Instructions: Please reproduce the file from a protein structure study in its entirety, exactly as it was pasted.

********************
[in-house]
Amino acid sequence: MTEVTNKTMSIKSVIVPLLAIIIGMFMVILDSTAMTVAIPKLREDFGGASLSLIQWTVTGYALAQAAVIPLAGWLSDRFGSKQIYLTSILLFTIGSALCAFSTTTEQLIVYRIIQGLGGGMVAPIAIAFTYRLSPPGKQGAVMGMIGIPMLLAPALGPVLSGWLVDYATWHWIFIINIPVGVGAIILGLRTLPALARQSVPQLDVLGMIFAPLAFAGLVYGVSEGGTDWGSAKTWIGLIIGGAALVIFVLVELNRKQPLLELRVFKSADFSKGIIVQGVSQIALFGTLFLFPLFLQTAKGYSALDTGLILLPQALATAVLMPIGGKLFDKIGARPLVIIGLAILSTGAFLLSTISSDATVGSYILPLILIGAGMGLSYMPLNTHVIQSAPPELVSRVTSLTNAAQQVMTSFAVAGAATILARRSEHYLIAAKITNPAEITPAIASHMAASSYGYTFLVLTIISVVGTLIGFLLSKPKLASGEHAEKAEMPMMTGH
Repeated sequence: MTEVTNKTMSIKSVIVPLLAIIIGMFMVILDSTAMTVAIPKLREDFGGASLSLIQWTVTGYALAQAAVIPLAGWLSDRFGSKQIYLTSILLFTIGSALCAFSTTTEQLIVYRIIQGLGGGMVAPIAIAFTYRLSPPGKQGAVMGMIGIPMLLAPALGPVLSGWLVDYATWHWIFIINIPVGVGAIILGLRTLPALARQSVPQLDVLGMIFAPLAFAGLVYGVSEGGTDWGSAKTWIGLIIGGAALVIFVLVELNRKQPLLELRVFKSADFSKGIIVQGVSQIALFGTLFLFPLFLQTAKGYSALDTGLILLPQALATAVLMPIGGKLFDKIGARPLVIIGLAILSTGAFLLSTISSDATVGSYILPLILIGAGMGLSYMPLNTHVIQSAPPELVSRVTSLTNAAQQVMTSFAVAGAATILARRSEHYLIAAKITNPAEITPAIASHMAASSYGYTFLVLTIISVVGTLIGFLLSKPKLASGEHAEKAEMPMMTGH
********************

[in-house]
Amino acid sequence: MTEVTNKTMSIKSVIVPLLAIIIGMFMVILDSTAMTVAIPKLREDFGGASLSLIQWTVTGYALAQAAVIPLAGWLSDRFGSKQIYLTSILLFTIGSALCAFSTTTEQLIVYRIIQGLGGGMVAPIAIAFTYRLSPPGKQGAVMGMIGIPMLLAPALGPVLSGWLVDYATWHWIFIINIPVGVGAIILGLRTLPALARQSVPQLDVLGMIFAPLAFAGLVYGVSEGGTDWGSAKTWIGLIIGGAALVIFVLVELNRKQPLLELRVFKSADFSKGIIVQGVSQIALFGTLFLFPLFLQTAKGYSALDTGLILLPQALATAVLMPIGGKLFDKIGARPLVIIGLAILSTGAFLLSTISSDATVGSYILPLILIGAGMGLSYMPLNTHVIQSAPPELVSRVTSLTNAAQQVMTSFAVAGAATILARRSEHYLIAAKITNPAEITPAIASHMAASSYGYTFLVLTIISVVGTLIGFLLSKPKLASGEHAEKAEMPMMTGH
Repeated sequence: MTEVTNKTMSIKSVIVPLLAIIIGMFMVILDSTAMTVAIPKLREDFGGASLSLIQWTVTGYALAQAAVIPLAGWLSDRFGSKQIYLTSILLFTIGSALCAFSTTTEQLIVYRIIQGLGGGMVAPIAIAFTYRLSPPGKQGAVMGMIGIPMLLAPALGPVLSGWLVDYATWHWIFIINIPVGVGAIILGLRTLPALARQSVPQLDVLGMIFAPLAFAGLVYGVSEGGTDWGSAKTWIGLIIGGAALVIFVLVELNRKQPLLELRVFKSADFSKGIIVQGVSQIALFGTLFLFPLFLQTAKGYSALDTGLILLPQALATAVLMPIGGKLFDKIGARPLVIIGLAILSTGAFLLSTISSDATVGSYILPLILIGAGMGLSYMPLNTHVIQSAPPELVSRVTSLTNAAQQVMTSFAVAGAATILARRSEHYLIAAKITNPAEITPAIASHMAASSYGYTFLVLTIISVVGTLIGFLLSKPKLASGEHAEKAEMPMMTGH